When I got hit by a forklift and nearly lost my foot I was totally straight.

    Some work places just have an utterly shit safety culture and that needs to change, or shut them down

  10. gsays 10

    a belated kia kaha to deborah and skyla.

    i was moved by your dignified protest at the sky/national party conference.

    i am humbled by your strength and grace.

  11. Tory 11

    Rosie, you are wrong and if you take time to read the report by Helen Kelly you will see that a posative test to dope (post death) was recorded. This is a contributing factor in the systemic failure, like it or not. Systemic failure is a list of compounding issues and use of dope prior to work will no doubt add to the problem, in my opinion.

    • ropata 11.1

      Yes, but THC can remain in the system for weeks with zero effect on performance. And why do we have a culture of treating manual workers like this?

  12. millsy 12

    But it is ok for bosses to overwork thier workers to the point where they are tired and threaten to sack them if they want a break. Testing is just invading workers privacy and a form of control.

Recent Comments

Recent Posts

  • Government invests in 1,500 more social homes
    The coalition Government is investing in social housing for New Zealanders who are most in need of a warm dry home, Housing Minister Chris Bishop says. Budget 2024 will allocate $140 million in new funding for 1,500 new social housing places to be provided by Community Housing Providers (CHPs), not ...
    13 hours ago
  • $24 million boost for Gumboot Friday
    Thousands more young New Zealanders will have better access to mental health services as the Government delivers on its commitment to fund the Gumboot Friday initiative, says Deputy Prime Minister Winston Peters and Mental Health Minister Matt Doocey.  “Budget 2024 will provide $24 million over four years to contract the ...
    18 hours ago
  • Residential Tenancies Amendment Bill passes first reading
    The Coalition Government’s Residential Tenancies Amendment Bill, which will improve tenancy laws and help increase the supply of rental properties, has passed its first reading in Parliament says Housing Minister Chris Bishop. “The Bill proposes much-needed changes to the Residential Tenancies Act 1986 that will remove barriers to increasing private ...
    1 day ago
  • Montecassino Commemorative Address, Cassino War Cemetery
    Standing here in Cassino War Cemetery, among the graves looking up at the beautiful Abbey of Montecassino, it is hard to imagine the utter devastation left behind by the battles which ended here in May 1944. Hundreds of thousands of shells and bombs of every description left nothing but piled ...
    1 day ago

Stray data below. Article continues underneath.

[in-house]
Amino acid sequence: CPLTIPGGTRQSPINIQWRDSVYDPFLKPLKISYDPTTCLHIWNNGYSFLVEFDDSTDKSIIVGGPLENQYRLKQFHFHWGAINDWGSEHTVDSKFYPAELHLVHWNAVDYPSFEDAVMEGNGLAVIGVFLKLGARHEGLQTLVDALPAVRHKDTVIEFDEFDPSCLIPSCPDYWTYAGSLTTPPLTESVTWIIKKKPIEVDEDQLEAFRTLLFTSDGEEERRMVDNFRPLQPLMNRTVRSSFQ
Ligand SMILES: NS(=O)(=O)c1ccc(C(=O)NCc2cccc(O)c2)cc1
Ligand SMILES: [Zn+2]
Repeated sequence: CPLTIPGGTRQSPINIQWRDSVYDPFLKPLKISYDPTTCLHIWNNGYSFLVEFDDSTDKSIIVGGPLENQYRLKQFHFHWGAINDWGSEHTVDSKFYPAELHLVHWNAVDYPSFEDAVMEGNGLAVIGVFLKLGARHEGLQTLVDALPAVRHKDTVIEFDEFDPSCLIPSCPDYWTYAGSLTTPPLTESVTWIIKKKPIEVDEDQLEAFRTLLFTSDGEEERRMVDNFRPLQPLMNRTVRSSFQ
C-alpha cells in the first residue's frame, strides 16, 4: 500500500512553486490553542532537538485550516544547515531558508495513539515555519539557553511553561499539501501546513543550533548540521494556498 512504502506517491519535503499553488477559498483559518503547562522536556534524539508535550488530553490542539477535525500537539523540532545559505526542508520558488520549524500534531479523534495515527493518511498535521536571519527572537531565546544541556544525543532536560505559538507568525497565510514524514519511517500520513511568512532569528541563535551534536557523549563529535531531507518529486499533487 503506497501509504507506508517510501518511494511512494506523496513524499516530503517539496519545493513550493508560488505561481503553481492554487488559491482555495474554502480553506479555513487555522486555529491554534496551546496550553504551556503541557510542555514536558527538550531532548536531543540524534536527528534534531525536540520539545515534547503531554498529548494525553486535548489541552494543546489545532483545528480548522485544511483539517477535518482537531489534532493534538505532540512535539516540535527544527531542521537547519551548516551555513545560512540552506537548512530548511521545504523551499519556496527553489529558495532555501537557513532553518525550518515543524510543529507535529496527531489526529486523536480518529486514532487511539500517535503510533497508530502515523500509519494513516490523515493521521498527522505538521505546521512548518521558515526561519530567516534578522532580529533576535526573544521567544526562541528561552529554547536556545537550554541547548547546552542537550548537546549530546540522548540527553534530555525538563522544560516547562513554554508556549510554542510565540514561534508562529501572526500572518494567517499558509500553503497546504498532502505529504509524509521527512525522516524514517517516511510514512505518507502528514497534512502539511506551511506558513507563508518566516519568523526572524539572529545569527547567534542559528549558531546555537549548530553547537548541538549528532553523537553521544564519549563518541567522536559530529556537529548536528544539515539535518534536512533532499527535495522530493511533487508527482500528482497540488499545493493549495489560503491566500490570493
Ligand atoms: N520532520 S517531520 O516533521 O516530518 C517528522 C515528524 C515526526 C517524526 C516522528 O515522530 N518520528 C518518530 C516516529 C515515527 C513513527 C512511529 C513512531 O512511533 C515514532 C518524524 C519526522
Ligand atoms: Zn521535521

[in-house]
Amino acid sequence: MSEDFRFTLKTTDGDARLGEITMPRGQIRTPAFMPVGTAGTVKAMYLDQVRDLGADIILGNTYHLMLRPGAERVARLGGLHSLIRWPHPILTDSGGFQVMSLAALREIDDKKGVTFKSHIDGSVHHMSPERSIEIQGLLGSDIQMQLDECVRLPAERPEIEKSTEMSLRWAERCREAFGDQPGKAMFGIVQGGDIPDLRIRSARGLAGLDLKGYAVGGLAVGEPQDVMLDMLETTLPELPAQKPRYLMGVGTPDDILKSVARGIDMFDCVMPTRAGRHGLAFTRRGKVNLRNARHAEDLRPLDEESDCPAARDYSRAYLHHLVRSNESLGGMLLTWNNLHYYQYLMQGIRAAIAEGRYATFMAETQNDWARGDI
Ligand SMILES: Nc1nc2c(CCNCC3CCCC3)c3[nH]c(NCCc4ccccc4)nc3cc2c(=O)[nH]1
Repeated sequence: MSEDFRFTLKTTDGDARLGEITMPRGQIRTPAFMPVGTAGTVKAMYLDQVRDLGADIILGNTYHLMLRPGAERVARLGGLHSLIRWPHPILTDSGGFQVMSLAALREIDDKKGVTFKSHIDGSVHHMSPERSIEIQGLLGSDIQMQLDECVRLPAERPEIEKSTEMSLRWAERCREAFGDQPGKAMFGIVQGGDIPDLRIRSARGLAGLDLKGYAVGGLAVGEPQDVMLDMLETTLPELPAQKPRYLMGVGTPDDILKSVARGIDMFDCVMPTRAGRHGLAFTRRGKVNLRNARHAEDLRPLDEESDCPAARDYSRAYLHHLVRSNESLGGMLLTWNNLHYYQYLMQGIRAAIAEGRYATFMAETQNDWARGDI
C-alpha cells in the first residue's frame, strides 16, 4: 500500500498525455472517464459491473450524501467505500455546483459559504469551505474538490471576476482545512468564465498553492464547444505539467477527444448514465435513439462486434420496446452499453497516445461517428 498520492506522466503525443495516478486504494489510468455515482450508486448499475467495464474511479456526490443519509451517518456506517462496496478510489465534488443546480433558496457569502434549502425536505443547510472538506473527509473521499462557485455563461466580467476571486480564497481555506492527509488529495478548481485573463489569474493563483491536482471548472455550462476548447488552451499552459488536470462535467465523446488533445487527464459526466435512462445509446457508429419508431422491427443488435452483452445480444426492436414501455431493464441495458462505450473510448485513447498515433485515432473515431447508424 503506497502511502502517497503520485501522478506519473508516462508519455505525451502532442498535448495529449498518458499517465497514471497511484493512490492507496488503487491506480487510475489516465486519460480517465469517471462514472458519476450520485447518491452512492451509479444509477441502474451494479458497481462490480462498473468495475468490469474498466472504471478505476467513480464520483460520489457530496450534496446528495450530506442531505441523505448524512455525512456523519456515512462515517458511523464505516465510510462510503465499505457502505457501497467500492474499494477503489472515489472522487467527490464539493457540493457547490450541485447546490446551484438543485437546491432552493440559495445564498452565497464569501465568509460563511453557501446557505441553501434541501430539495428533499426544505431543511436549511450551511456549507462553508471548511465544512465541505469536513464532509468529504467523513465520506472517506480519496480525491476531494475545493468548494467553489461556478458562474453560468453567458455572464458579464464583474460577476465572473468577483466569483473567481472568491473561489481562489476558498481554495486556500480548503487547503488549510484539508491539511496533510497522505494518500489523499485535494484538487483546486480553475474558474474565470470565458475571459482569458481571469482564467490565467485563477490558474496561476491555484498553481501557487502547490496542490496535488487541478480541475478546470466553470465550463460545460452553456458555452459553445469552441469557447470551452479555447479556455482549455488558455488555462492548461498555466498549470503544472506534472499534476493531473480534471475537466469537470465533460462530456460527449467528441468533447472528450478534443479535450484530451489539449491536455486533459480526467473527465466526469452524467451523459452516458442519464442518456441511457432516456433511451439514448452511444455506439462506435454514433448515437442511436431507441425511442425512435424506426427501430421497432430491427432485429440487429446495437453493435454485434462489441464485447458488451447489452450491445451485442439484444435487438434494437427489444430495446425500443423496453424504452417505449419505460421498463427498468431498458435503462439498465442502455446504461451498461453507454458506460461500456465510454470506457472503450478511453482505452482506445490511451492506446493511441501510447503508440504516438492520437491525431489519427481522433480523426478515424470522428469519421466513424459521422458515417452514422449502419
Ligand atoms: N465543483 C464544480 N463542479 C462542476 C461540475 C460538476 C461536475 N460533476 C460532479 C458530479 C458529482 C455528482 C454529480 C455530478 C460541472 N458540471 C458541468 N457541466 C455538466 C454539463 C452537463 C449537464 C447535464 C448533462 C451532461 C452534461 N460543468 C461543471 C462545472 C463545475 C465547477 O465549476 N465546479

• First Reading – Repeal of Section 7AA of the Oranga Tamariki Act 1989
    I present a legislative statement on the Oranga Tamariki (Repeal of Section 7AA) Amendment Bill Mr. Speaker, I move that the Oranga Tamariki (Repeal of Section 7AA) Amendment Bill be now read a first time. I nominate the Social Services and Community Committee to consider the Bill. Thank you, Mr. ...
    1 day ago
  • First reading of 7AA’s repeal: progress for children
    The Bill to repeal Section 7AA of the Oranga Tamariki Act has had its first reading in Parliament today. The Bill reaffirms the Coalition Government’s commitment to the care and safety of children in care, says Minister for Children Karen Chhour.  “When I became the Minister for Children, I made ...
    1 day ago
  • China Business Summit 2024
    Kia ora koutou, good morning, and zao shang hao. Thank you Fran for the opportunity to speak at the 2024 China Business Summit – it’s great to be here today. I’d also like to acknowledge: Simon Bridges - CEO of the Auckland Chamber of Commerce. His Excellency Ambassador - Wang ...
    1 day ago
  • Assisted depatures from New Caledonia
    Foreign Minister Winston Peters has confirmed a New Zealand Government plane will head to New Caledonia in the next hour in the first in a series of proposed flights to begin bringing New Zealanders home.    “New Zealanders in New Caledonia have faced a challenging few days - and bringing ...
    2 days ago
  • Assisted departures from New Caledonia
    Foreign Minister Winston Peters has confirmed a New Zealand Government plane will head to New Caledonia in the next hour in the first in a series of proposed flights to begin bringing New Zealanders home.  “New Zealanders in New Caledonia have faced a challenging few days - and bringing them ...
    2 days ago
  • Government to rollout roadside drug testing
    The Coalition Government will introduce legislation this year that will enable roadside drug testing as part of our commitment to improve road safety and restore law and order, Transport Minister Simeon Brown says.  “Alcohol and drugs are the number one contributing factor in fatal road crashes in New Zealand. In ...
    2 days ago
  • Minister responds to review of Kāinga Ora
    The Government has announced a series of immediate actions in response to the independent review of Kāinga Ora – Homes and Communities, Housing Minister Chris Bishop says. “Kāinga Ora is a large and important Crown entity, with assets of $45 billion and over $2.5 billion of expenditure each year. It ...
    2 days ago
  • Pseudoephedrine back on shelves
    Associate Health Minister David Seymour is pleased that Pseudoephedrine can now be purchased by the general public to protect them from winter illness, after the coalition government worked swiftly to change the law and oversaw a fast approval process by Medsafe. “Pharmacies are now putting the medicines back on their ...